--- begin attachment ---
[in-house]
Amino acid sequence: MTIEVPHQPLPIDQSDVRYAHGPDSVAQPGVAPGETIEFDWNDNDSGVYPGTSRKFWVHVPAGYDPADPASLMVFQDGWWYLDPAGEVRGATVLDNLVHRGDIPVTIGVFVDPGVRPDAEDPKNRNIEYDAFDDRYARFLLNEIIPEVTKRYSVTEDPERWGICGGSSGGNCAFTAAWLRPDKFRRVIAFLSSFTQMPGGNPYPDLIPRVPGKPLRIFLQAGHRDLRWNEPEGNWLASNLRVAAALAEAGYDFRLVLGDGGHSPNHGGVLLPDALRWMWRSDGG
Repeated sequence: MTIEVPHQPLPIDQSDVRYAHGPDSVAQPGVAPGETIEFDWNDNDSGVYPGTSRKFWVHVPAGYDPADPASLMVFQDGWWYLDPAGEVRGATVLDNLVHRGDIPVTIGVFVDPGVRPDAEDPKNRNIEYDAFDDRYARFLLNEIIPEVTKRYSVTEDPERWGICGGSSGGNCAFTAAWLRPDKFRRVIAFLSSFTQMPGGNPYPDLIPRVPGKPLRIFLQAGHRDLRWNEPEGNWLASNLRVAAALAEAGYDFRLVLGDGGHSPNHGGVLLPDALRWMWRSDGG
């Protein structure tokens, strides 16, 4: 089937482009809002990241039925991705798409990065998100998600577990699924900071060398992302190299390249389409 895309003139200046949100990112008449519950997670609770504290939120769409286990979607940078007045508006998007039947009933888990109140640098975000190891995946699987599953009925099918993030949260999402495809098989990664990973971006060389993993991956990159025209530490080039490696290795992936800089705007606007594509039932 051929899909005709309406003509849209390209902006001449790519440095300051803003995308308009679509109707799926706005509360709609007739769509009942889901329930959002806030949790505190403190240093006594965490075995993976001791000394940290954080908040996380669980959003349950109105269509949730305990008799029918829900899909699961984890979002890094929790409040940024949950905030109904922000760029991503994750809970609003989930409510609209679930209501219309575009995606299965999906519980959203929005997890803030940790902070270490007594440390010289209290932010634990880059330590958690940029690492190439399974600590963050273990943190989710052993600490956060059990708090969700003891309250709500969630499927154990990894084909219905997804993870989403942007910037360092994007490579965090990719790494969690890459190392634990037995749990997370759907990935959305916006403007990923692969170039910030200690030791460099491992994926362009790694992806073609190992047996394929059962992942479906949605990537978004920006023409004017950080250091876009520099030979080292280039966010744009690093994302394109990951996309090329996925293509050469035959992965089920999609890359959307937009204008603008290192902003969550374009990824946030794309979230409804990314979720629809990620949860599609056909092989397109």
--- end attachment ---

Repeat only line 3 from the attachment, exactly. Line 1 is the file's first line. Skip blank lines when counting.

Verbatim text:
Repeated sequence: MTIEVPHQPLPIDQSDVRYAHGPDSVAQPGVAPGETIEFDWNDNDSGVYPGTSRKFWVHVPAGYDPADPASLMVFQDGWWYLDPAGEVRGATVLDNLVHRGDIPVTIGVFVDPGVRPDAEDPKNRNIEYDAFDDRYARFLLNEIIPEVTKRYSVTEDPERWGICGGSSGGNCAFTAAWLRPDKFRRVIAFLSSFTQMPGGNPYPDLIPRVPGKPLRIFLQAGHRDLRWNEPEGNWLASNLRVAAALAEAGYDFRLVLGDGGHSPNHGGVLLPDALRWMWRSDGG